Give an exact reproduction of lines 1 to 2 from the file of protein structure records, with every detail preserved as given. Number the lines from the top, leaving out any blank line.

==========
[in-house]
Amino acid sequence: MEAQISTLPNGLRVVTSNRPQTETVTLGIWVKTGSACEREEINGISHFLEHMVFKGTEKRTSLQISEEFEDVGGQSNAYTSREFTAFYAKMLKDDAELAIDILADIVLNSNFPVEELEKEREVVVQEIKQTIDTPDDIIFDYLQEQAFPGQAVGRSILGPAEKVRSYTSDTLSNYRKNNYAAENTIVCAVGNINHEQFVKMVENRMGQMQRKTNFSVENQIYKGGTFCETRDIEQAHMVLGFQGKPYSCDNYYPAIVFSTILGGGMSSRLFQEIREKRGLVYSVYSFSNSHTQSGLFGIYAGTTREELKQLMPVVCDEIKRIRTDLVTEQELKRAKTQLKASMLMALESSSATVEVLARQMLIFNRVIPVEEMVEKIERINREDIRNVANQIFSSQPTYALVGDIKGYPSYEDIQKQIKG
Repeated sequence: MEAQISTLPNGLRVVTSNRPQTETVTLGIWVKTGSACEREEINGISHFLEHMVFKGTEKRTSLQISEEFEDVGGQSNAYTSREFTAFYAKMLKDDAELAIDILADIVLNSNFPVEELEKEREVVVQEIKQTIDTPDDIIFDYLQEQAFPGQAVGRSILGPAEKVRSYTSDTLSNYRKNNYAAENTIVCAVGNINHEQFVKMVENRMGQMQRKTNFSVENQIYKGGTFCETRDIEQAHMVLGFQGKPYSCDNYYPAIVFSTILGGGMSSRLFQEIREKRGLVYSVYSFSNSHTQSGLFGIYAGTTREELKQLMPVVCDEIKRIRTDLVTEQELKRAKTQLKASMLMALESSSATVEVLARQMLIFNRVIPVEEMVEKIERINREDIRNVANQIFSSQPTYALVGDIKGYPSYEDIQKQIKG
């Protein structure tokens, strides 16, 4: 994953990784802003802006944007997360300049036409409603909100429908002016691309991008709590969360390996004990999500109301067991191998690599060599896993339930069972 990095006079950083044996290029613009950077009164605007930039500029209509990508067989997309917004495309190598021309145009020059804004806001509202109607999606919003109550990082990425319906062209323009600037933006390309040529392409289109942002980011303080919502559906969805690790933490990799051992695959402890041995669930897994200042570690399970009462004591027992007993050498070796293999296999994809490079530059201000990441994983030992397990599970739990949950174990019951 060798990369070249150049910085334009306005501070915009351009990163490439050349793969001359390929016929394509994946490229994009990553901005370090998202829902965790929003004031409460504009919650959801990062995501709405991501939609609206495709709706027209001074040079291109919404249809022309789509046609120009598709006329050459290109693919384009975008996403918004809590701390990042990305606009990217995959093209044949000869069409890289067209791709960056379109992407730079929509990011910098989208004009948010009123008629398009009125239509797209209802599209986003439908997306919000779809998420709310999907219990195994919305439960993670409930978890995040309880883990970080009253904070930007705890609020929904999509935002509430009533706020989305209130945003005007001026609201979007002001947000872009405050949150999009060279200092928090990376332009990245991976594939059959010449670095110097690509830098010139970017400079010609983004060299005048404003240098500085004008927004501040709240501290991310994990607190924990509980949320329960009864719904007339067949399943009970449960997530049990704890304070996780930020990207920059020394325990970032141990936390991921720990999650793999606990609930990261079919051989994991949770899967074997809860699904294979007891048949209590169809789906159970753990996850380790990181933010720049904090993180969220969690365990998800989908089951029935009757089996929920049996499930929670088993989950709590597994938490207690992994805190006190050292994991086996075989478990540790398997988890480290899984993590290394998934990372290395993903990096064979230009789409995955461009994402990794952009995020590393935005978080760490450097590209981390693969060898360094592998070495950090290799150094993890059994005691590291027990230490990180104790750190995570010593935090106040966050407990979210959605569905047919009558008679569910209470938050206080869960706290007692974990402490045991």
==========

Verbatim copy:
[in-house]
Amino acid sequence: MEAQISTLPNGLRVVTSNRPQTETVTLGIWVKTGSACEREEINGISHFLEHMVFKGTEKRTSLQISEEFEDVGGQSNAYTSREFTAFYAKMLKDDAELAIDILADIVLNSNFPVEELEKEREVVVQEIKQTIDTPDDIIFDYLQEQAFPGQAVGRSILGPAEKVRSYTSDTLSNYRKNNYAAENTIVCAVGNINHEQFVKMVENRMGQMQRKTNFSVENQIYKGGTFCETRDIEQAHMVLGFQGKPYSCDNYYPAIVFSTILGGGMSSRLFQEIREKRGLVYSVYSFSNSHTQSGLFGIYAGTTREELKQLMPVVCDEIKRIRTDLVTEQELKRAKTQLKASMLMALESSSATVEVLARQMLIFNRVIPVEEMVEKIERINREDIRNVANQIFSSQPTYALVGDIKGYPSYEDIQKQIKG